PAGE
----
Featured Image: This image from a rescue helicopter records the burn scar from the Thomas Fire, as well as the path of a deadly mudslide in Montecito, Calif., in January 2018. Credit: California National Guard, CC BY 2.0 / from No Relief from Rain: Climate Change Fuels Compound Disasters: Climate change is increasing the risk of fire-rain events, raising mudslide concerns in fire-prone communities. by Leah Campbell, 12/12/2021 in EOS.

Views expressed in this post are those of its author(s), not necessarily all Vote Climate One members.

Great govt. planning! Boost fossils not renewables

COALition continues funding fossil fuel patrons while neglecting/cutting 21st Century green/ renewable growth industry sector. Who benefits?

Renewable energy generates 1.6 times the electricity used by Australian households, with 2021 the fifth year in a row of record new capacity. Photograph: SolStock/Getty Images / from the article

Australia’s renewables boom fading as investors lose confidence, energy council says: Clean Energy Council says Morrison government’s lack of ‘meaningful policies’ and leadership on climate could mark start of downturn

Australia’s boom in rooftop solar and large-scale renewables is fading as investors lose confidence, with the lack of coordination by the Morrison government partly to blame, according to the Clean Energy Council.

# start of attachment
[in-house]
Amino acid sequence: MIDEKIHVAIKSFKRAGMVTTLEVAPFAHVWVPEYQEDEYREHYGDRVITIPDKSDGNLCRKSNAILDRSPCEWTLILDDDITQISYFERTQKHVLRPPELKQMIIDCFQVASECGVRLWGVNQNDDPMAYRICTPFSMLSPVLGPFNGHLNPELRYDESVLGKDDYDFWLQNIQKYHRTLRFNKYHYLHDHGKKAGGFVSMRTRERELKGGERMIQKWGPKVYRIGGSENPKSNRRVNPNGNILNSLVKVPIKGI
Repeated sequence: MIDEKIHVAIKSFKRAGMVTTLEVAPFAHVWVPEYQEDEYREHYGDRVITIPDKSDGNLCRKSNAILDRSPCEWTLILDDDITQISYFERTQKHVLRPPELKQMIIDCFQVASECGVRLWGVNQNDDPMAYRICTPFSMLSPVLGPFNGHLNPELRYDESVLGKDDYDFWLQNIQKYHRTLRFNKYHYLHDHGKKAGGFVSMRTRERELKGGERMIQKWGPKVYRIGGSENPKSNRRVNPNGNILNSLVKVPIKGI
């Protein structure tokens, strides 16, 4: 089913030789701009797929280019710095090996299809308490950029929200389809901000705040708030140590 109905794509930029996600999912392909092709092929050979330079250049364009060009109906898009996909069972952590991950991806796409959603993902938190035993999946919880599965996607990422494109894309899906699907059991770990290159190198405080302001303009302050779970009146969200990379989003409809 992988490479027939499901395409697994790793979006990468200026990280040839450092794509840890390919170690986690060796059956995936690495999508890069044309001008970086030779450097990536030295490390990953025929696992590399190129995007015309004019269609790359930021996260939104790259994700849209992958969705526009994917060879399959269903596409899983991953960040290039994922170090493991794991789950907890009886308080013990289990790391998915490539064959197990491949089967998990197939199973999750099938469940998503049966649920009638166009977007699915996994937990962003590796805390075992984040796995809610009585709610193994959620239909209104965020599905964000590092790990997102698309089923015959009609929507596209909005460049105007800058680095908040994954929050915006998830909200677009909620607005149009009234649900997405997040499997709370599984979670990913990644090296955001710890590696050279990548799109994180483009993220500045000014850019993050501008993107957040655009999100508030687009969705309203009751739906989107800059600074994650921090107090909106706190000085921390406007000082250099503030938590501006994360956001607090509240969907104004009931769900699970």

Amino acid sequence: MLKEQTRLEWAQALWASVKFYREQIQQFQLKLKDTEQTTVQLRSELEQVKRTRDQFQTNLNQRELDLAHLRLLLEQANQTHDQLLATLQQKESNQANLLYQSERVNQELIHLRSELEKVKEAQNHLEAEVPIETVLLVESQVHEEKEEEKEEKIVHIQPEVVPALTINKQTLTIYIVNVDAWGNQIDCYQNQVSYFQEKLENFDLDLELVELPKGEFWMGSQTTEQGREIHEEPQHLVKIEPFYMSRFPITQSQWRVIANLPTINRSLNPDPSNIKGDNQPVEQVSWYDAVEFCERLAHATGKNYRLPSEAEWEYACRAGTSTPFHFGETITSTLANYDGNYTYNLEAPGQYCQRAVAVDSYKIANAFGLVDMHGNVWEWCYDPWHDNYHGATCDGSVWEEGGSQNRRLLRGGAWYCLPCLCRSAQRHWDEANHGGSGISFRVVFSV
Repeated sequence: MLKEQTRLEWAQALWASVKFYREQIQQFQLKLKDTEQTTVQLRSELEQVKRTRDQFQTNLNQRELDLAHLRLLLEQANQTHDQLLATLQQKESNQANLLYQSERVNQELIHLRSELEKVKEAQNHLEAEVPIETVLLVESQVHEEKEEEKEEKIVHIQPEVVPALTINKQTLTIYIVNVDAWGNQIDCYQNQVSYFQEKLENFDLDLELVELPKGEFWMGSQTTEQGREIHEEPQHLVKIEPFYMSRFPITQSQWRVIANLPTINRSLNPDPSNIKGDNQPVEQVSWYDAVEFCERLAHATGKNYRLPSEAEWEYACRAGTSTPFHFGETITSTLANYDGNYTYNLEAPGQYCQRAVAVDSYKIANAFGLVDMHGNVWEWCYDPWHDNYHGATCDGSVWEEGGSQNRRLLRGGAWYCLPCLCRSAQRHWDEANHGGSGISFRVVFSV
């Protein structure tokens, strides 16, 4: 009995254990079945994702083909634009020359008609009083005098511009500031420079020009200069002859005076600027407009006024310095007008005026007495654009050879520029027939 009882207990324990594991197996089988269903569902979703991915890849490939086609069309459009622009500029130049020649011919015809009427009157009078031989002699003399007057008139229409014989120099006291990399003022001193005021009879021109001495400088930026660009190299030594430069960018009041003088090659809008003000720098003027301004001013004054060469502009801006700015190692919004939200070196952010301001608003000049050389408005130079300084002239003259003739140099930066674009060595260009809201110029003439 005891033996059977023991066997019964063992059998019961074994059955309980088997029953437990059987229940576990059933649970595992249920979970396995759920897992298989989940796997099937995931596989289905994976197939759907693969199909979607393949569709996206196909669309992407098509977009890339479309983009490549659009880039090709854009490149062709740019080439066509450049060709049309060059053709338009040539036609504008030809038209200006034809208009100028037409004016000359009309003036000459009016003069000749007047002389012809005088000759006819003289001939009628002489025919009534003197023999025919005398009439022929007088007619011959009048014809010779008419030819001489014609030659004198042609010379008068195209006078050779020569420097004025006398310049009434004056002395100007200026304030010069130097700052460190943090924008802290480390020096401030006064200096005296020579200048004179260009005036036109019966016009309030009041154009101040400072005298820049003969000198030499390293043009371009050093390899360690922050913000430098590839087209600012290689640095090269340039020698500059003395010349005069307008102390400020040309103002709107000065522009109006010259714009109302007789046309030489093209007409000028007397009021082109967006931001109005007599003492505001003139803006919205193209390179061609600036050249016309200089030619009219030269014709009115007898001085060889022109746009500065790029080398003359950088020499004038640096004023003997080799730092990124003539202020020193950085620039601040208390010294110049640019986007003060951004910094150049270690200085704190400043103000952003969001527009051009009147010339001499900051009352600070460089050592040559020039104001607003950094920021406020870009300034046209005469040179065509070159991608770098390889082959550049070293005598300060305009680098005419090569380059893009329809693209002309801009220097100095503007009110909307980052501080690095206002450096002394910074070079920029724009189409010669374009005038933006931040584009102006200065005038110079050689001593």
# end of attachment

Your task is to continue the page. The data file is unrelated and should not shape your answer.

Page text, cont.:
The warning comes as the industry marked its latest record year for household solar, wind and solar farms, and big batteries. Renewable energy’s share of the electricity supply reached 32.5%, doubling since 2017, the council said in its annual report.

Read the complete article….

Featured Image: Logo Renewable Energy by Melanie Maecker-Tursun V2 green. Melanie Maecker-Tursun Creative Commons Attribution-Share Alike 4.0

Views expressed in this post are those of its author(s), not necessarily all Vote Climate One members.

A massive IPCC report out soon – What can we do?

Representatives of most nations of the world are now sign-off on the overview of IPCC’s Mitigation of Climate Change report due out April 4.

Current carbon-cutting commitments still put us on a catastrophic path toward 2.7C of warming by 2100. (From the article)

by Amélie Bottollier-Depois, 18/03/2022 in PhysOrg

UN report to lay out options to halt climate crisis: Nearly 200 nations gather on Monday to confront a question that will outlive Russia’s invasion of Ukraine: how do we stop carbon pollution overheating the planet and threatening life as we know it?

Featured image: AR6 Climate Change 2022 Mitigation of Climate Change — IPCC / via https://www.ipcc.ch/report/sixth-assessment-report-working-group-3/

Views expressed in this post are those of its author(s), not necessarily all Vote Climate One members.